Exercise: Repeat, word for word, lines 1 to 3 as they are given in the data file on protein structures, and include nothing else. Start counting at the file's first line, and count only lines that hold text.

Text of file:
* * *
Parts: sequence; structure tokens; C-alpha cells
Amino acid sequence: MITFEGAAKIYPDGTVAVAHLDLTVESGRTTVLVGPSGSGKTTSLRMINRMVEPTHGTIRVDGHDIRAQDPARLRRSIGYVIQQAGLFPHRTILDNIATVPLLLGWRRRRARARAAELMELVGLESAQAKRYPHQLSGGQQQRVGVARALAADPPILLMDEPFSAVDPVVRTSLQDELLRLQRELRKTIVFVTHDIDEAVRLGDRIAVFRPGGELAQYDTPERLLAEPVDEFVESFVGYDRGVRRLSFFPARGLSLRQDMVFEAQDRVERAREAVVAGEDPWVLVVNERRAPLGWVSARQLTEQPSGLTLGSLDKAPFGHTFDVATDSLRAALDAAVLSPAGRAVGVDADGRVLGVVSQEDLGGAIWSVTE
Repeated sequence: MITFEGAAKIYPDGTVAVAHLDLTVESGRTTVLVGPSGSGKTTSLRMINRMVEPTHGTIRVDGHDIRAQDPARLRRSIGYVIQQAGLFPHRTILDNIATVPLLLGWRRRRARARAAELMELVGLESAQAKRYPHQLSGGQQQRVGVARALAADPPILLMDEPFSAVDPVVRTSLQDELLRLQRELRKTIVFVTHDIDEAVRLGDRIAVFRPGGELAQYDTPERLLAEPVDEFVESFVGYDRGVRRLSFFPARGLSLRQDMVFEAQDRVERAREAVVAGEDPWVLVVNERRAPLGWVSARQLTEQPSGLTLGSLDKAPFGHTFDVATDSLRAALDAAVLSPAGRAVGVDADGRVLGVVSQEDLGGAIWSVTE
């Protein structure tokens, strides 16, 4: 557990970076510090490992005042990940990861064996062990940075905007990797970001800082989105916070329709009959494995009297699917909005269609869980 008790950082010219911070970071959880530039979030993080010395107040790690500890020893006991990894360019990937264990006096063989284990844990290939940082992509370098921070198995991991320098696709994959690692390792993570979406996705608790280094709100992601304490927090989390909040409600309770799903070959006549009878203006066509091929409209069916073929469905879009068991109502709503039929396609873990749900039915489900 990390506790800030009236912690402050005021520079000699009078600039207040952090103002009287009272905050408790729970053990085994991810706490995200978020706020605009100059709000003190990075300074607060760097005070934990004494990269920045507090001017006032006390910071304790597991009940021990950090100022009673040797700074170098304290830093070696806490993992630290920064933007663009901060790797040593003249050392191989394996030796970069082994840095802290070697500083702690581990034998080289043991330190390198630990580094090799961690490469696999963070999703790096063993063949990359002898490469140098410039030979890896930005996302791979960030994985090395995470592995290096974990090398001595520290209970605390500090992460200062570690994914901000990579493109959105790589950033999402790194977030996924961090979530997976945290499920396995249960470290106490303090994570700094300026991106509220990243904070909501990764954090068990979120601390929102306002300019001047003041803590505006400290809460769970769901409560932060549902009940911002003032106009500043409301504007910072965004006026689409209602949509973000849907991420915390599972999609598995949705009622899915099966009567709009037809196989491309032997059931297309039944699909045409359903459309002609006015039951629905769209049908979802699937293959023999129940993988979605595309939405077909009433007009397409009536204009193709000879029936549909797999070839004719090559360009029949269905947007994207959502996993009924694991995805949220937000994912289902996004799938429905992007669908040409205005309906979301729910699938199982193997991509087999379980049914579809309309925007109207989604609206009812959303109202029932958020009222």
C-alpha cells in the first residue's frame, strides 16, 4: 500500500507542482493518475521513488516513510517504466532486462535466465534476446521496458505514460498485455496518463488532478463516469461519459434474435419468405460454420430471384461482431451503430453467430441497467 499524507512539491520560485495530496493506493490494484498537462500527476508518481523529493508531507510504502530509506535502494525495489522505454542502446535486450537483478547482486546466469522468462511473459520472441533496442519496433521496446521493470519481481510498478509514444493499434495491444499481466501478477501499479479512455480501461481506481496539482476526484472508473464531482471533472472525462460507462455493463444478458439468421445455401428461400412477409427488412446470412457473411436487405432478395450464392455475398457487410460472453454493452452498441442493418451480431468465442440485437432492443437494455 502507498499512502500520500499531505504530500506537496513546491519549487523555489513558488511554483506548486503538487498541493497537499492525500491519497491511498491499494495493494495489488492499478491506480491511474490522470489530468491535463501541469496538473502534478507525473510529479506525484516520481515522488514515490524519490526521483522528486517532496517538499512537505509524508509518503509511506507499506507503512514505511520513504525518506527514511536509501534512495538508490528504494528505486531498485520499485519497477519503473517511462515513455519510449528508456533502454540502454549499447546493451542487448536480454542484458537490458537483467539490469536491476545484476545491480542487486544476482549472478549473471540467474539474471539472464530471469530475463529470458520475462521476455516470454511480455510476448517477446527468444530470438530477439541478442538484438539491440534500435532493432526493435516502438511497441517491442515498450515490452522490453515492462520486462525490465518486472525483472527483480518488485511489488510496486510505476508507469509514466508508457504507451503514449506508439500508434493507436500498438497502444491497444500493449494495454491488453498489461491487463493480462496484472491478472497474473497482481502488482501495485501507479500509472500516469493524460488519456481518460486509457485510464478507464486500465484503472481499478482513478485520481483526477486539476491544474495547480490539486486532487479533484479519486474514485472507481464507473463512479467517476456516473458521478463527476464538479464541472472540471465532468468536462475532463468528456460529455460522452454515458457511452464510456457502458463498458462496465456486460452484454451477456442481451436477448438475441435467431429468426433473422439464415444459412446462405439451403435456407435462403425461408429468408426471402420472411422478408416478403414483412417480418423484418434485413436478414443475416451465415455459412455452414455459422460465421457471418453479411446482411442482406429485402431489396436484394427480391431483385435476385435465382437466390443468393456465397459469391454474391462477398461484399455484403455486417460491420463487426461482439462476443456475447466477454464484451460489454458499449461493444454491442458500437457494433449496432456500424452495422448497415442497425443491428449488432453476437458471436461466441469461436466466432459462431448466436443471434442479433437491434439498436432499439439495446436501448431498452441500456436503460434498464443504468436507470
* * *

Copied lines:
Parts: sequence; structure tokens; C-alpha cells
Amino acid sequence: MITFEGAAKIYPDGTVAVAHLDLTVESGRTTVLVGPSGSGKTTSLRMINRMVEPTHGTIRVDGHDIRAQDPARLRRSIGYVIQQAGLFPHRTILDNIATVPLLLGWRRRRARARAAELMELVGLESAQAKRYPHQLSGGQQQRVGVARALAADPPILLMDEPFSAVDPVVRTSLQDELLRLQRELRKTIVFVTHDIDEAVRLGDRIAVFRPGGELAQYDTPERLLAEPVDEFVESFVGYDRGVRRLSFFPARGLSLRQDMVFEAQDRVERAREAVVAGEDPWVLVVNERRAPLGWVSARQLTEQPSGLTLGSLDKAPFGHTFDVATDSLRAALDAAVLSPAGRAVGVDADGRVLGVVSQEDLGGAIWSVTE
Repeated sequence: MITFEGAAKIYPDGTVAVAHLDLTVESGRTTVLVGPSGSGKTTSLRMINRMVEPTHGTIRVDGHDIRAQDPARLRRSIGYVIQQAGLFPHRTILDNIATVPLLLGWRRRRARARAAELMELVGLESAQAKRYPHQLSGGQQQRVGVARALAADPPILLMDEPFSAVDPVVRTSLQDELLRLQRELRKTIVFVTHDIDEAVRLGDRIAVFRPGGELAQYDTPERLLAEPVDEFVESFVGYDRGVRRLSFFPARGLSLRQDMVFEAQDRVERAREAVVAGEDPWVLVVNERRAPLGWVSARQLTEQPSGLTLGSLDKAPFGHTFDVATDSLRAALDAAVLSPAGRAVGVDADGRVLGVVSQEDLGGAIWSVTE